Action: Divide all retailers up into similar niches. Food, hair and body services, fashion, etc. Pick the ones you think most likely to succeed with the benefits and limitations of this technology. Double down on working with a handful of retailers in each niche to master the whole process and prove the value of this system. Use those retailers as case studies, then reach out to the rest of those niches through their trade press, industry distributors and associations.

6. Don’t fire bullets at customers, tell them a story.


Lose the features / bullet screen. I want you to imagine two sales professionals at a trade show, both talking to potential customers.

One of the sales professionals is telling a story…

A story about how he recently worked with a lovely young Entrepreneur called Vanessa. Vanessa who owns a small chain of nail salons. Vanessa has been using the countertop display to gather her clients’ details. She tested a few different incentives and found that her customers most responded to an offer of a completely free pedicure for them and a friend. Not only did this offer make it really easy to get people on board but Vanessa saw a 25% increase in new customers who’d been introduced to her salon through the offer.

After the initial offer, Vanessa has been using the beauty services email template to email her customers in batches, every 4 weeks. Just about the length of time that they might be thinking about their next manicure. She also does a separate email, once a month, where she sends out a special birthday promotion offer to anyone who has a birthday that month. She’s seen a 50% increase in people buying her special birthday pampering party. A package where customers can bring their friends for a manicure, pedicure and a glass of sparking wine before they celebrate a birthday night out.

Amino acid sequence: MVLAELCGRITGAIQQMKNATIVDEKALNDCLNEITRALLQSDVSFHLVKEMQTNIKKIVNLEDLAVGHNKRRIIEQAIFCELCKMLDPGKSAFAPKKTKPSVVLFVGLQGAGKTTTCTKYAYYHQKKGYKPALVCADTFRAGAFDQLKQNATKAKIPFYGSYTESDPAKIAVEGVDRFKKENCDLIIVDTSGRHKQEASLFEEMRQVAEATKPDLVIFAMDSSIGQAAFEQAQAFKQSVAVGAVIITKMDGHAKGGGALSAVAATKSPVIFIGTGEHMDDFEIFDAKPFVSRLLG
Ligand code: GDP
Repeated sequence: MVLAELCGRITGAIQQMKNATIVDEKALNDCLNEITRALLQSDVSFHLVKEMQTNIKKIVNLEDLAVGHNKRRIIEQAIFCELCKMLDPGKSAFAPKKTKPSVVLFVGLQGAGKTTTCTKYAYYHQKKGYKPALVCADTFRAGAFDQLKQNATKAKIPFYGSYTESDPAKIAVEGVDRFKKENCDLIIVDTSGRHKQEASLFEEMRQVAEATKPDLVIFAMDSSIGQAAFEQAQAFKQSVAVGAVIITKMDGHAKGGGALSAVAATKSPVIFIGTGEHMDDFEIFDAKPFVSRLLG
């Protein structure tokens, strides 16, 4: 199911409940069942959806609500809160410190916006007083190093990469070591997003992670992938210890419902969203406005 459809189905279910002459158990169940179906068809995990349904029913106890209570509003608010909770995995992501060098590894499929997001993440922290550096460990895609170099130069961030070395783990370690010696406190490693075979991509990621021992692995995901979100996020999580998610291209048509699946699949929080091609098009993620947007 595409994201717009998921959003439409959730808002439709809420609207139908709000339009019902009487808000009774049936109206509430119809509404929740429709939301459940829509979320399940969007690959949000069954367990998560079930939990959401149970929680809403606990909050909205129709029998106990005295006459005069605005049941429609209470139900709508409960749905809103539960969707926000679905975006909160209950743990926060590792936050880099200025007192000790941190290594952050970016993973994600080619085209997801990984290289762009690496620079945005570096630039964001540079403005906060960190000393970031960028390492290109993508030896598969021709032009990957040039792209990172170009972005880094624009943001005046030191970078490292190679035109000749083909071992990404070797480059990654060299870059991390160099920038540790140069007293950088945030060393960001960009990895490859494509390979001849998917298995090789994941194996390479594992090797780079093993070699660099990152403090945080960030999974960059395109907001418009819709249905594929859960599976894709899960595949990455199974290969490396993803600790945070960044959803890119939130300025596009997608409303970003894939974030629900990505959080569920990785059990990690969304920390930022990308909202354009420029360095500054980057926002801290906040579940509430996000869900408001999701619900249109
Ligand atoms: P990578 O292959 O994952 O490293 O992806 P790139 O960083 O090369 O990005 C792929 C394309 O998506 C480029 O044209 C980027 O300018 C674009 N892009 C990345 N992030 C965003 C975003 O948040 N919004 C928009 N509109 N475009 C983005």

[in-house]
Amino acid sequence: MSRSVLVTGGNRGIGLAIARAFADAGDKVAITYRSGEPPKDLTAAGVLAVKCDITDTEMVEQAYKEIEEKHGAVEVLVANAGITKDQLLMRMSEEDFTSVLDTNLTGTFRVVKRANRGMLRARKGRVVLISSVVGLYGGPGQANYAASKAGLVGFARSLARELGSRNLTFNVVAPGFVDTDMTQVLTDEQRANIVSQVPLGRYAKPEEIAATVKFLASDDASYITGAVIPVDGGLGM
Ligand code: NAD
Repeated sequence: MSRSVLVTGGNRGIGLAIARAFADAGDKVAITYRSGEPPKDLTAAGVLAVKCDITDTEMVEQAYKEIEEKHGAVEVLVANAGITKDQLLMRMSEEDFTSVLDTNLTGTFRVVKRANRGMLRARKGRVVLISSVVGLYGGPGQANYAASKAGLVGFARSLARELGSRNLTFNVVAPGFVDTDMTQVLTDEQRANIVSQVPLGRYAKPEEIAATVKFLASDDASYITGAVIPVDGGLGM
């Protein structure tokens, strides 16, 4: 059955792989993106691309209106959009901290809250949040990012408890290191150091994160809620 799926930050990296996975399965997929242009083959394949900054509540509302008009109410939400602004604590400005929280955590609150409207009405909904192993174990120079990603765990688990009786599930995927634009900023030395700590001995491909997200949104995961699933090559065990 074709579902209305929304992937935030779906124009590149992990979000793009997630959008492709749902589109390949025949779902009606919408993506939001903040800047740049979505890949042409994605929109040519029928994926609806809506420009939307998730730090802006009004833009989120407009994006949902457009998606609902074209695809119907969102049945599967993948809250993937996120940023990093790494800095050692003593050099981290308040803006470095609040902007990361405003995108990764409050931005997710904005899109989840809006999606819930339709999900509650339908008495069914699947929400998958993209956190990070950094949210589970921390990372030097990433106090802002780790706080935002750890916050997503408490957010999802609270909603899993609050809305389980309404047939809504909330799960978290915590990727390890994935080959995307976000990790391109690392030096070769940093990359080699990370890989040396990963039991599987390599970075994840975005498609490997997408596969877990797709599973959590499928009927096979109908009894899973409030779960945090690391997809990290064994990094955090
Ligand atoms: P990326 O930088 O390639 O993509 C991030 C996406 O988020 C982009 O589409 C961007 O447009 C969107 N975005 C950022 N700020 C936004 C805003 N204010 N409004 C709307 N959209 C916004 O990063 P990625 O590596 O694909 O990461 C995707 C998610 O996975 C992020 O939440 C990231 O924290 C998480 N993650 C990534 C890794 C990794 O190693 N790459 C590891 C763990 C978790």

The other sales professional is reciting a list of features…

Branded Tablet & Stand
We will design a branded 10′ Samsung Tablet and ship with a high quality Heckler Stand.

Branded Web App
The average person checks their phone over 1500 times a day. Your logo is now on their home screen!

Plastic Cards
Hand out high quality, branded loyalty cards and key tags to your customers.

Website Plugin
We seemlessly integrate with any website so your customers can sign up from anywhere.


Which sales professional do you think will sell the most?

My guess is, the first one. The one telling a real story, about a real person running a real business. A story about how our technology is helping her do business in very specific and inspiring ways.

Action: Don’t shoot bullet points at customers unless you’re summarizing a lot of information you’ve already covered in detail. Tell then stories. Our websites are just digital sales people. They have to explain our value in an interesting, energetic way, they have to offer lots of proof and they have to build trust.

7. Go beyond stock photography.


Replace the generic “happy office people” photos with images of real people. Like the page full of icons above, stock photos suck the life out of a sales pitch. They shout “We’re fake and we’re hiding behind some people who don’t really work for us”. It subtly eats away at the trust you’re trying to create.

Look at how big the picture of the fake people is, compared to the tiny head shots of the real people you’re doing business with. That should be the other way around.

At this stage, you don’t have an established brand. You just have an idea. And ideas are not a solid enough foundation for people to really trust us. We have to earn that trust, develop that trust, and prove that other people trust us.

Create an About Us section where you demonstrate who you are, what your background is, why you’re in this business and why you’re going to be in it for the long haul. There should be dozens of big, happy human faces on that page, founders, staff, customers, investors, people saying good things about you with their smiles.